So, you see, out of the eleven films Pixar has released I have awarded 6 of those, more than half, a perfect A+ grade, which means I consider them masterpieces, and only one of them, the original Cars, has a grade in the B-range, and even that was a strong B+. The fact that I love Pixar films as much as I do isn’t just because of their insane animation skills, because their films are the most visually dazzling always, but it’s actually moreso because of their even better skills as the best storytellers in the industry. You look at the stories the Pixar films tell and they’re all extremely great, every film has one genuinely emotional moment, true emotions and indelible characters. And that’s why I didn’t like Cars 2 as much, because even though the animation is still undeniable outstanding, the story it tells is generic at best, and maybe people are being too harsh on this film because they expect so much from Pixar, but hey, that’s the price you pay when you have a decade and a half of sheer perfection under your belt.

I won’t be as critical of the film as some others have been, and I’ll probably end up giving it a weak B or a strong B-, because I recognize that as an animated film it’s decent enough, even though as a Pixar one it sucks. But, in reality, Pixar or not, there are just too many things that are just plain wrong about this film, and I’ll jump on the most popular bandwagon amongst those who disliked the films to point out its biggest error: Mater. That’s the sidekick of Owen Wilson’s Lightning McQueen, voiced by Larry the Cable Guy, a dimwitted truck that in this sequel gets what every sidekick dreams of, their very own chance to own the spotlight. And what we find out here is the reason why sidekicks are never the center of focus in a movie, and why their adventures are relegated to straight-to-video entries, this is a character that just doesn’t work as a main one at all.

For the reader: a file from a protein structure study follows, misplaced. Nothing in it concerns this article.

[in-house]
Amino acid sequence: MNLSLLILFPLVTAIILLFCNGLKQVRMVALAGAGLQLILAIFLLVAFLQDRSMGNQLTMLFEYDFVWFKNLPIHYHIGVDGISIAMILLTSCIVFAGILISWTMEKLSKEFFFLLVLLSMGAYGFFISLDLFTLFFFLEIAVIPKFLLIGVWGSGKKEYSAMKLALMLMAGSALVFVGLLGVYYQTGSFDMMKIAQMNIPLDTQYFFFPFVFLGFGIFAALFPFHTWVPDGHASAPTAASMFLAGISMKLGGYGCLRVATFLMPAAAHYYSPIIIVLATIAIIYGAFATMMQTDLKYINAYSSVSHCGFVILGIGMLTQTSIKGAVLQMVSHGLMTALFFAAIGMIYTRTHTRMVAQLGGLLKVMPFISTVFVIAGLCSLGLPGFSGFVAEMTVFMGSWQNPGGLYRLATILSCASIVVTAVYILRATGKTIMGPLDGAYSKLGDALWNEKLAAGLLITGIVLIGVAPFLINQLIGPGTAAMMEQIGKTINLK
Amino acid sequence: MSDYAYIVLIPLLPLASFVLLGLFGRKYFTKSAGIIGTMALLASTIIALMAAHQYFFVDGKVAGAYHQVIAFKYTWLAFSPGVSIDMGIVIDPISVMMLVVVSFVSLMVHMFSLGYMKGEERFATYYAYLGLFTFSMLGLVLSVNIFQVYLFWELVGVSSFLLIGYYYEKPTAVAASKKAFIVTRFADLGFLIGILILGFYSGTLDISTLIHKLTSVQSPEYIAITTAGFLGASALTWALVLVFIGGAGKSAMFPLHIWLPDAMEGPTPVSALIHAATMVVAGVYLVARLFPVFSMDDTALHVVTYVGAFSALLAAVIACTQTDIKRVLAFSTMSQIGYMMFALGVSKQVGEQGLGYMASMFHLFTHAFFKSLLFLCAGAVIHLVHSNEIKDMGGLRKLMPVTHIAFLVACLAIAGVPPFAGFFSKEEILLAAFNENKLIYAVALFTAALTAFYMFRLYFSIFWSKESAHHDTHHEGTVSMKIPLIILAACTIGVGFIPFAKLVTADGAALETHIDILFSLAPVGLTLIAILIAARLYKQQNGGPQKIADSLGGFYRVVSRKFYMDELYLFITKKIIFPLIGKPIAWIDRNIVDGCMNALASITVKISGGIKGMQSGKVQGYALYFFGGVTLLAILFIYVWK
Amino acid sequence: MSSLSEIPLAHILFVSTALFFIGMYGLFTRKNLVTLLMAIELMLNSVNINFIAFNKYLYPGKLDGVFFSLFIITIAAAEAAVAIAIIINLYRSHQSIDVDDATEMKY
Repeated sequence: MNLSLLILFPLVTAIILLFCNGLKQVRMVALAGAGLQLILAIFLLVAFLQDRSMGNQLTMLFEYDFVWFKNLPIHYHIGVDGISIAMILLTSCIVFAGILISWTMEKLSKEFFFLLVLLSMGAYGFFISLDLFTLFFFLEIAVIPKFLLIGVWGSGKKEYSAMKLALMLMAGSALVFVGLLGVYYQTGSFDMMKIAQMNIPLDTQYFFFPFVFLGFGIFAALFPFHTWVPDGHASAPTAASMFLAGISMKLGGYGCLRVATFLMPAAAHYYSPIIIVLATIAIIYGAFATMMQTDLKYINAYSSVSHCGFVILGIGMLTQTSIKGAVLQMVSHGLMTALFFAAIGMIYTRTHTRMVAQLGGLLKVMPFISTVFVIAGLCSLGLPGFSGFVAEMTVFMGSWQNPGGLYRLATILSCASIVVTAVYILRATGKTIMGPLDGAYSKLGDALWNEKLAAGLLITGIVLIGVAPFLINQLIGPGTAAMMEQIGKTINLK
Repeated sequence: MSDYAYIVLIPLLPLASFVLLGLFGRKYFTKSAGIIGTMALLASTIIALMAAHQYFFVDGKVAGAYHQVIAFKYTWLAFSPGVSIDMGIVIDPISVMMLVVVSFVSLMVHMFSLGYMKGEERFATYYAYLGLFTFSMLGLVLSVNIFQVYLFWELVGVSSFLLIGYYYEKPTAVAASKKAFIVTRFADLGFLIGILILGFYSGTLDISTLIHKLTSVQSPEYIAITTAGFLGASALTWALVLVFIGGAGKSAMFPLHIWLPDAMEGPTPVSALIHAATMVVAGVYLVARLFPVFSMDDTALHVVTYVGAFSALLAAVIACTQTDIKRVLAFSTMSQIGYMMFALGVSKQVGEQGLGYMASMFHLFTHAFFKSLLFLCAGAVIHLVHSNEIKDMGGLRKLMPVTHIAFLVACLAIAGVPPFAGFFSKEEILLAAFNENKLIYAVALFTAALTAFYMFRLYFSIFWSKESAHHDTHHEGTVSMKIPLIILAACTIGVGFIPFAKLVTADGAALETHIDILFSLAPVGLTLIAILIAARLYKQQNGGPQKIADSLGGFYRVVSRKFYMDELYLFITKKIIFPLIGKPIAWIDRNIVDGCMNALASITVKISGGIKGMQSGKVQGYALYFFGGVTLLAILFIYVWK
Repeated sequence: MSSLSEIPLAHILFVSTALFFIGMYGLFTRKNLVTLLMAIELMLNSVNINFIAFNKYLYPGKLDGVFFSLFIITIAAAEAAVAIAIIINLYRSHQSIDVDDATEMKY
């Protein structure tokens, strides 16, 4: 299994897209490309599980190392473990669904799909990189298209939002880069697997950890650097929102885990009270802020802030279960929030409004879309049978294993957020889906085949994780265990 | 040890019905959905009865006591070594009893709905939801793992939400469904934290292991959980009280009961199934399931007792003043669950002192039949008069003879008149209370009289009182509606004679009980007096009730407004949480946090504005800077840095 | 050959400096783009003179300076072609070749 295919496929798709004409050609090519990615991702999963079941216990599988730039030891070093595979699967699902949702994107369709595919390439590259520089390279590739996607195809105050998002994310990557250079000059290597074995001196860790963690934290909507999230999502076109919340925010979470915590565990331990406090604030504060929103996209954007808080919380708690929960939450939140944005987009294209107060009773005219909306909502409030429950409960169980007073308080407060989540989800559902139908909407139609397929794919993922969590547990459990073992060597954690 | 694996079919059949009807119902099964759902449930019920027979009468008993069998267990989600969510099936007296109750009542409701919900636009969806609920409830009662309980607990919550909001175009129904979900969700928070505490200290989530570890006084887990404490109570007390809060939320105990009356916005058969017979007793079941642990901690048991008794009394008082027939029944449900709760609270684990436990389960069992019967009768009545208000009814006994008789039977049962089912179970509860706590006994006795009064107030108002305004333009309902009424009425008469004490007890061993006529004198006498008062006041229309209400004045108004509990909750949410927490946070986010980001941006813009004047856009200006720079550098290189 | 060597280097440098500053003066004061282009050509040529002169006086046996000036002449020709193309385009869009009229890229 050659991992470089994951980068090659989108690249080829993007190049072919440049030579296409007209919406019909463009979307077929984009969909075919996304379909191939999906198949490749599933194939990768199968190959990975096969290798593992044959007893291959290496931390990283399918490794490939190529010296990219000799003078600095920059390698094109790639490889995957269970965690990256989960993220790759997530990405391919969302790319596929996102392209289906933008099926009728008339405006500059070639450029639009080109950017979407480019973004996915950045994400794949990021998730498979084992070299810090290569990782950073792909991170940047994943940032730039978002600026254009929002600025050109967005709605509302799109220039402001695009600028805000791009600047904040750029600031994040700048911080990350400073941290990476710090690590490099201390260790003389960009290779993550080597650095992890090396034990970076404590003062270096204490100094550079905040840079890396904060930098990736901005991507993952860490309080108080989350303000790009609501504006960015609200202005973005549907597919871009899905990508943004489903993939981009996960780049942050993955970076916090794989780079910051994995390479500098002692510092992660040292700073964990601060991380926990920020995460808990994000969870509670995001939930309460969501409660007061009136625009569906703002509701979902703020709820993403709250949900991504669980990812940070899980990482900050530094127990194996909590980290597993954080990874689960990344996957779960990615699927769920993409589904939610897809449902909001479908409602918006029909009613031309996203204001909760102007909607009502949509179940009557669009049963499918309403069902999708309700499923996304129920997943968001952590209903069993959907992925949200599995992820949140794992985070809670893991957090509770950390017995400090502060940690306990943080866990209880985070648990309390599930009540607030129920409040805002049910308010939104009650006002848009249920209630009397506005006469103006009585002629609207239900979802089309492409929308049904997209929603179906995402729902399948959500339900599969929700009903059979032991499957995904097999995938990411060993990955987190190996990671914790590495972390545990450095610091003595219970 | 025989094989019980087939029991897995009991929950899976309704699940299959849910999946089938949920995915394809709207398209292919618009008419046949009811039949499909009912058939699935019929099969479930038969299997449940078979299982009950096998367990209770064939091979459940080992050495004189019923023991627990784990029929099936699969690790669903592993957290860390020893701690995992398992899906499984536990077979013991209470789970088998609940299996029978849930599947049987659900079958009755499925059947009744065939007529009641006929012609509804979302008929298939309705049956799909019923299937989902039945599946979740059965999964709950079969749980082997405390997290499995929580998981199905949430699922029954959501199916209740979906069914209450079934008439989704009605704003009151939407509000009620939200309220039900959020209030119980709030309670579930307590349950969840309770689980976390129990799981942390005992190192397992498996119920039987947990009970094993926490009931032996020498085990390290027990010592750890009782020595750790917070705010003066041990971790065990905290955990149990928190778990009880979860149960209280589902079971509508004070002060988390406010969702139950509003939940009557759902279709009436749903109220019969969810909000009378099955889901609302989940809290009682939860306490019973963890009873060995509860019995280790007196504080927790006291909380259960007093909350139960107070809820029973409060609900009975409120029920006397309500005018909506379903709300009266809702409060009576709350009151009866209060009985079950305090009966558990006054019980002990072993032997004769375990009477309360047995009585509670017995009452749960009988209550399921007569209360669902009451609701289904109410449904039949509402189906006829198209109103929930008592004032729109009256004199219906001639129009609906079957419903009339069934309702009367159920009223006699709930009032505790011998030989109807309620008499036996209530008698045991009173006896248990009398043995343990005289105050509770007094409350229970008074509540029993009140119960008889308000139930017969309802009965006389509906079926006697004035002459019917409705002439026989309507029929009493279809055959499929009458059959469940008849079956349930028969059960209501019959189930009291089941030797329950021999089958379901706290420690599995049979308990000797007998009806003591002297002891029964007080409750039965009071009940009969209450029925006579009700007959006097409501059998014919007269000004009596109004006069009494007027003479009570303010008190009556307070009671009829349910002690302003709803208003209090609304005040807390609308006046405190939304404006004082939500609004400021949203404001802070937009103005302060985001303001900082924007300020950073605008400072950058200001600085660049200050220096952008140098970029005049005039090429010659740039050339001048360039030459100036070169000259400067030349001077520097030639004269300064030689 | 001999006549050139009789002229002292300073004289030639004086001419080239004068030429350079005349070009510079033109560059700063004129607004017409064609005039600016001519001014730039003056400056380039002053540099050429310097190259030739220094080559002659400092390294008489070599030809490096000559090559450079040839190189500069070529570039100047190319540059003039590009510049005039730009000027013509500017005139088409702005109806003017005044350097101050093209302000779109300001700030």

And it’s not as though Lightning McQueen isn’t around any more, and we do see quite a bit of his racing successes, but Mater has a fallout with him, followed by the immediate and necessary identity and crisis and after that he’s the main part of this film, as the film evolves into an unlikely spy caper flick with a dimwitted redneck truck as the protagonist next to cars voiced by the very cool Michael Caine and Emily Mortimer. There is a lot of gunfire in this one in the midst of some horrible accents and attempts at jokes (though some of those really do work), and I just didn’t get the film. I didn’t get the story Pixar was trying to tell with it, there’s an ecological side to it I guess with Eddie Izzard’s character but you just can’t connect with anything in it, and in a Pixar film you expect some seriously deep emotional connection.